Molly Ivins used to say that some days it was like going down to the kitchen and finding Fidel Castro in your refrigerator - hard to know what to think, really.
I found myself in a parking lot the other day. This is not an unusual occurrence in the modern midwest. Nobody walks out here on the flatlands - there aren't even sidewalks in half the city - and since the lands are, in fact, flat, it is easy to spread out and provide plenty of parking for all. It's a gift.
My mother still laughs at the time when she came to visit me in Iowa and the city parking garage charged us forty cents an hour to park there. In Philadelphia, even fifteen years ago, that might have been enough to cover actually driving into the garage though not stopping, turning, or pulling into an actual parking spot.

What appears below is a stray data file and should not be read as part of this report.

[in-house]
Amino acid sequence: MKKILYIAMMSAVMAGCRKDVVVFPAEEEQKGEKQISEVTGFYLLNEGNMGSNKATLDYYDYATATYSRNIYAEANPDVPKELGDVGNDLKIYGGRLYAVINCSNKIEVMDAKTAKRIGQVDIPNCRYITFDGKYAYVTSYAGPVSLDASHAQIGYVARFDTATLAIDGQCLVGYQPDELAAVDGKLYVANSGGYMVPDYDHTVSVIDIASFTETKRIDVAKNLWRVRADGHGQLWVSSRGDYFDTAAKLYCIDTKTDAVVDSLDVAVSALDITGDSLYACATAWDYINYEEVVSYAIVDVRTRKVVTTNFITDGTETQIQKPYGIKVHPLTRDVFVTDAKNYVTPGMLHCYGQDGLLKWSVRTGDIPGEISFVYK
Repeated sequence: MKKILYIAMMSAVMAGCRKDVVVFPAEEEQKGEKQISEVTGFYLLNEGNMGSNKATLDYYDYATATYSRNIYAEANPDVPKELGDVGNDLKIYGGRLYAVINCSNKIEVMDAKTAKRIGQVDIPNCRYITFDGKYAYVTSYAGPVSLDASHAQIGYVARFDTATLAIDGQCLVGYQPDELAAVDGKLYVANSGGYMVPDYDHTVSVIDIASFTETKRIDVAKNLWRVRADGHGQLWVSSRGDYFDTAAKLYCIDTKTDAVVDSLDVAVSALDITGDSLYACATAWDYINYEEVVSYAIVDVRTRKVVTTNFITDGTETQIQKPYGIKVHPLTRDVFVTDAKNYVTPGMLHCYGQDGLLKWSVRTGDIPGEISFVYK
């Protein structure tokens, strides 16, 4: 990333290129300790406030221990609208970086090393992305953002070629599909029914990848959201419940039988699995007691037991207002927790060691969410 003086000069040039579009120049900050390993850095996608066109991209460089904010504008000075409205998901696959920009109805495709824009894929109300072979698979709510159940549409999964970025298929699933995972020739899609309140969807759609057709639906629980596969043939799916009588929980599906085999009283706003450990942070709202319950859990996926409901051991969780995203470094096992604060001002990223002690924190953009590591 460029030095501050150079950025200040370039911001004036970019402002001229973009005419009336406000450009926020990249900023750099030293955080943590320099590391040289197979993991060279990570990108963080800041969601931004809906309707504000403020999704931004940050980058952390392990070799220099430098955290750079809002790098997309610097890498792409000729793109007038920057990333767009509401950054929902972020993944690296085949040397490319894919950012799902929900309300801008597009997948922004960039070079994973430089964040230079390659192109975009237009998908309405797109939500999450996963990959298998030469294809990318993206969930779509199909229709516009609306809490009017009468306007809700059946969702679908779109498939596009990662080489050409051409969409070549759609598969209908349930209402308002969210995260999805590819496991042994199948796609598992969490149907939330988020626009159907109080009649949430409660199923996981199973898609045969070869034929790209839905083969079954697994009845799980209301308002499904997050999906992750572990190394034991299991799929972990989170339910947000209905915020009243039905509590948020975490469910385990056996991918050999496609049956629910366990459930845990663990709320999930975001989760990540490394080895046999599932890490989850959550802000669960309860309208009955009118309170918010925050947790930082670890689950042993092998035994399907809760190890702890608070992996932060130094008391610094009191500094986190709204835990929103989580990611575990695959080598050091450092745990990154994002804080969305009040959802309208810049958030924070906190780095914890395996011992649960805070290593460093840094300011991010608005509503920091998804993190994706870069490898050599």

The midwest: home of available parking.
So there I was, wending my way from my car to wherever I was supposed to be. I always sneak peeks into other people's cars when I do that, because I am nosy that way. Americans spend significant chunks of their lives in cars, and we tend to personalize them much as we do our homes. This can be both good and bad, depending on what your home looks like.
About halfway to my destination I passed by a car with a bobble-head Jesus on the dashboard.
I am not sure what I am supposed to get out of that.
Is this a sincere, if tacky, expression of faith? One Christian's kitschy commentary on an ever-present Savior who need not be an august majesty to have a place in one's life?
Or is it a more sarcastic commentary on the artificiality of religion? On the commodification of the divine that seems equally ever-present in a country where politicians wear their religion on their sleeves and self-appointed arbiters of morality claim jurisdiction over my personal life while selling trinkets to their followers to support their media habits?
You can't tell from the outside.
I'm not used to seeing bobble-heads outside of the context of stadiums. I checked, though, and Jesus was not holding a baseball bat. You can never be too careful around bobble-heads, that is my motto.
Well, one of them.
Hard to know what to think some days.